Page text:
Zactran — Some Hope for Foot Rot in Sheep JD Bobb

Foot Rot has been one of the most frustrating and stubborn diseases in the sheep industry.  Many good flocks of sheep and producers have gone by the wayside in attempts to clean up their flocks.  We had a good vaccine until about 5 years ago and have not been able to reestablish that product in the market.  Producers overseas in Europe and other countries have had very good success with the drug Gamithromycin.  It has not been available in the United States until about a year ago.  The drug is sold under the name of Zactran and is not approved for use in sheep.

There is very strong research done overseas that supports the effectiveness and safety of using this product in sheep for eradicating Foot Rot from flocks.  I would suggest you work closely with your Veterinarian due to the unapproved  label for sheep use.  One Danish study showed that in 44 out of 48 flocks that the treatment was effective.  The German’s have used a protocol were every animal was treated and 23 days later any animal showing any signs was retreated and have demonstrated that the flock is Foot Rot free using PCR testing.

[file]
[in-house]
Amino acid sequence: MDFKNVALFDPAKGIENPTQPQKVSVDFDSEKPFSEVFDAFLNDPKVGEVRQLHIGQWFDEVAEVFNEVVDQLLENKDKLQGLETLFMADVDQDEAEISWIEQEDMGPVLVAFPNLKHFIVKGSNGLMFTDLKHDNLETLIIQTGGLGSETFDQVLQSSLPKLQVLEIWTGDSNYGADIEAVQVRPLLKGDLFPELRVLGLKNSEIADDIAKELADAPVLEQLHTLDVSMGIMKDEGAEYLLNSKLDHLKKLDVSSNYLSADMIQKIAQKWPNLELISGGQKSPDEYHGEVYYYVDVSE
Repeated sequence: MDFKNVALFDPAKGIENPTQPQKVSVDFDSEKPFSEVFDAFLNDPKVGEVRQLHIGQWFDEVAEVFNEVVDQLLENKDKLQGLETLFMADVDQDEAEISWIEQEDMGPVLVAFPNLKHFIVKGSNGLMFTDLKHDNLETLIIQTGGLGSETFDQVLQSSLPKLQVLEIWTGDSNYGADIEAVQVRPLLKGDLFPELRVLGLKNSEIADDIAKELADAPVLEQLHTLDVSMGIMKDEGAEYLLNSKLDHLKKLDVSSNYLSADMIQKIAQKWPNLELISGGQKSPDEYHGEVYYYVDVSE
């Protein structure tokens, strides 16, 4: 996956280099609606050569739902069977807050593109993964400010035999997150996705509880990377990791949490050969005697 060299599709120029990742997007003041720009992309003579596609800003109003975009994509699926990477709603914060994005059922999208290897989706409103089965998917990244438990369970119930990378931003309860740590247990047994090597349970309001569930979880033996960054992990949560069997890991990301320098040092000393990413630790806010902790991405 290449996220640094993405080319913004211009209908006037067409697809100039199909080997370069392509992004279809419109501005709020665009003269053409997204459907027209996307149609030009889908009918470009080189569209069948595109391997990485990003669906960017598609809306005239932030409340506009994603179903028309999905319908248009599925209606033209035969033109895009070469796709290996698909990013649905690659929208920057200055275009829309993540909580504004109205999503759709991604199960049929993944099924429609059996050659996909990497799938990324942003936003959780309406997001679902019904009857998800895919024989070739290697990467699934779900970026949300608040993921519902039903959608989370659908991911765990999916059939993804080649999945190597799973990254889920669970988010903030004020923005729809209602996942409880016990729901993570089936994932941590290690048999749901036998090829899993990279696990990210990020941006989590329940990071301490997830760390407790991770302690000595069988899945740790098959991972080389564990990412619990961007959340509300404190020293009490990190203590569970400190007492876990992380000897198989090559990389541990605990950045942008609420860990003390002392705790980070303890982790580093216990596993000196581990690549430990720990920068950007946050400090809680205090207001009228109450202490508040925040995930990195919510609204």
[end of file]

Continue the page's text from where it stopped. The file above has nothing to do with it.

The program should include foot trimming, a clean dry environment (concrete is best), removal of chronic animals from the flock.

Dosage, 2cc ewe lambs, 4cc ewes, 5cc rams, slaughter withdrawal 35 days in cattle.

About Ask-a-Vet Sheep

Veterinary services, procedures, biologicals, and drugs mentioned in this publication represent the personal opinions and clinical observations of the contributing author. They are in no way intended to be interpreted as recommendations without the consent of the producer’s own practicing Veterinarian. We strongly urge that producers establish a patient-client-veterinarian relationship that allows extra-label use when there are no drugs approved for treatment or if approved drugs are not effective. This procedure allows veterinarians to go beyond label directions when “prudent use” is necessary. The limited availability of drugs and biologics in this country is a major factor in restricting the growth of the sheep industry and allowing producers to compete in the world market place.
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